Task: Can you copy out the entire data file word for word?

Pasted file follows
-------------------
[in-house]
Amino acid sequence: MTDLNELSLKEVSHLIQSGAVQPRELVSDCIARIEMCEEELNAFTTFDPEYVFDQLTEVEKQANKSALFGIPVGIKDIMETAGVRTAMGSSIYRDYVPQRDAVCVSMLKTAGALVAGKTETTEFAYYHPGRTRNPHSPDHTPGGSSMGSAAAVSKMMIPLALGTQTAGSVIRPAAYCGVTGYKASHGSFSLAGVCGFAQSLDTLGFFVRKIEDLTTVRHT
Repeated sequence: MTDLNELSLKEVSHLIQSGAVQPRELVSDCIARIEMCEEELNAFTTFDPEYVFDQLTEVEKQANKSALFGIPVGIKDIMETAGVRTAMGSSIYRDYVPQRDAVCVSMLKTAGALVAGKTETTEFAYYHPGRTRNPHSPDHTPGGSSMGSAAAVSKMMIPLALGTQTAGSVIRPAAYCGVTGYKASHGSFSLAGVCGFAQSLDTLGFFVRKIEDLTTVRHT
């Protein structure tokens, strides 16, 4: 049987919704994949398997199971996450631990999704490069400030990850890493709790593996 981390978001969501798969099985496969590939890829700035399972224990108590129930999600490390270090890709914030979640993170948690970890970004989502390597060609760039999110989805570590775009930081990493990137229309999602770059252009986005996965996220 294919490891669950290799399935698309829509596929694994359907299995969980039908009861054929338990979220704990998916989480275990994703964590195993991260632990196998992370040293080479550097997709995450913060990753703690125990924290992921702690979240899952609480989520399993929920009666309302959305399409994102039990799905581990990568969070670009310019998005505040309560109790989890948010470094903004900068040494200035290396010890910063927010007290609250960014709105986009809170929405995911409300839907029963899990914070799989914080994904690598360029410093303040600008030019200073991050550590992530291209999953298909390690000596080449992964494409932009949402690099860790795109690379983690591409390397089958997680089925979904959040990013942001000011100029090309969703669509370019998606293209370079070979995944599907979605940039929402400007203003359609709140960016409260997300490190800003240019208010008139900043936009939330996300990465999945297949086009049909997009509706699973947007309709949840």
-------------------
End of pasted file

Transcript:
[in-house]
Amino acid sequence: MTDLNELSLKEVSHLIQSGAVQPRELVSDCIARIEMCEEELNAFTTFDPEYVFDQLTEVEKQANKSALFGIPVGIKDIMETAGVRTAMGSSIYRDYVPQRDAVCVSMLKTAGALVAGKTETTEFAYYHPGRTRNPHSPDHTPGGSSMGSAAAVSKMMIPLALGTQTAGSVIRPAAYCGVTGYKASHGSFSLAGVCGFAQSLDTLGFFVRKIEDLTTVRHT
Repeated sequence: MTDLNELSLKEVSHLIQSGAVQPRELVSDCIARIEMCEEELNAFTTFDPEYVFDQLTEVEKQANKSALFGIPVGIKDIMETAGVRTAMGSSIYRDYVPQRDAVCVSMLKTAGALVAGKTETTEFAYYHPGRTRNPHSPDHTPGGSSMGSAAAVSKMMIPLALGTQTAGSVIRPAAYCGVTGYKASHGSFSLAGVCGFAQSLDTLGFFVRKIEDLTTVRHT
């Protein structure tokens, strides 16, 4: 049987919704994949398997199971996450631990999704490069400030990850890493709790593996 981390978001969501798969099985496969590939890829700035399972224990108590129930999600490390270090890709914030979640993170948690970890970004989502390597060609760039999110989805570590775009930081990493990137229309999602770059252009986005996965996220 294919490891669950290799399935698309829509596929694994359907299995969980039908009861054929338990979220704990998916989480275990994703964590195993991260632990196998992370040293080479550097997709995450913060990753703690125990924290992921702690979240899952609480989520399993929920009666309302959305399409994102039990799905581990990568969070670009310019998005505040309560109790989890948010470094903004900068040494200035290396010890910063927010007290609250960014709105986009809170929405995911409300839907029963899990914070799989914080994904690598360029410093303040600008030019200073991050550590992530291209999953298909390690000596080449992964494409932009949402690099860790795109690379983690591409390397089958997680089925979904959040990013942001000011100029090309969703669509370019998606293209370079070979995944599907979605940039929402400007203003359609709140960016409260997300490190800003240019208010008139900043936009939330996300990465999945297949086009049909997009509706699973947007309709949840």